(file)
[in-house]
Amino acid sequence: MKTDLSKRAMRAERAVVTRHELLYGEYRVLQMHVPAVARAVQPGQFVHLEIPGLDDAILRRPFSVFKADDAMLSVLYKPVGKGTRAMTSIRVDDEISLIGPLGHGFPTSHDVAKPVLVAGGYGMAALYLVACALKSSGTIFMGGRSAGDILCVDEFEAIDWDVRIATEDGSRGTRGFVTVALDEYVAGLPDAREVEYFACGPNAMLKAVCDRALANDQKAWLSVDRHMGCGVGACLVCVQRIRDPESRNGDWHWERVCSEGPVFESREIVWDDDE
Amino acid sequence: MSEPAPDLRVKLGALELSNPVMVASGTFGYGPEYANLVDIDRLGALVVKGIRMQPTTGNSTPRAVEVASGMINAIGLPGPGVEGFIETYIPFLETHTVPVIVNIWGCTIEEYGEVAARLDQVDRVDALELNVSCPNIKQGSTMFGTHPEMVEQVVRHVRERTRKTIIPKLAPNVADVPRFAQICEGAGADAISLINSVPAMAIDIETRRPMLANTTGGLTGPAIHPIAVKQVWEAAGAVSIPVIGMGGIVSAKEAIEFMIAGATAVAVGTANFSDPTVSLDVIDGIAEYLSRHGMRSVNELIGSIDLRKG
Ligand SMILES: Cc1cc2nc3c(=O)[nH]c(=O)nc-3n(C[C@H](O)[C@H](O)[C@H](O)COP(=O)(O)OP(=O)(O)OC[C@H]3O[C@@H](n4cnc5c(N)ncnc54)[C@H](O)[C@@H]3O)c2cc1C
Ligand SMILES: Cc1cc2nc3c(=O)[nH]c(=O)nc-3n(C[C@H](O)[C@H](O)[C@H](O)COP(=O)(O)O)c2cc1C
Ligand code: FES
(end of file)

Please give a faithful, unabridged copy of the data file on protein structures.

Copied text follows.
[in-house]
Amino acid sequence: MKTDLSKRAMRAERAVVTRHELLYGEYRVLQMHVPAVARAVQPGQFVHLEIPGLDDAILRRPFSVFKADDAMLSVLYKPVGKGTRAMTSIRVDDEISLIGPLGHGFPTSHDVAKPVLVAGGYGMAALYLVACALKSSGTIFMGGRSAGDILCVDEFEAIDWDVRIATEDGSRGTRGFVTVALDEYVAGLPDAREVEYFACGPNAMLKAVCDRALANDQKAWLSVDRHMGCGVGACLVCVQRIRDPESRNGDWHWERVCSEGPVFESREIVWDDDE
Amino acid sequence: MSEPAPDLRVKLGALELSNPVMVASGTFGYGPEYANLVDIDRLGALVVKGIRMQPTTGNSTPRAVEVASGMINAIGLPGPGVEGFIETYIPFLETHTVPVIVNIWGCTIEEYGEVAARLDQVDRVDALELNVSCPNIKQGSTMFGTHPEMVEQVVRHVRERTRKTIIPKLAPNVADVPRFAQICEGAGADAISLINSVPAMAIDIETRRPMLANTTGGLTGPAIHPIAVKQVWEAAGAVSIPVIGMGGIVSAKEAIEFMIAGATAVAVGTANFSDPTVSLDVIDGIAEYLSRHGMRSVNELIGSIDLRKG
Ligand SMILES: Cc1cc2nc3c(=O)[nH]c(=O)nc-3n(C[C@H](O)[C@H](O)[C@H](O)COP(=O)(O)OP(=O)(O)OC[C@H]3O[C@@H](n4cnc5c(N)ncnc54)[C@H](O)[C@@H]3O)c2cc1C
Ligand SMILES: Cc1cc2nc3c(=O)[nH]c(=O)nc-3n(C[C@H](O)[C@H](O)[C@H](O)COP(=O)(O)O)c2cc1C
Ligand code: FES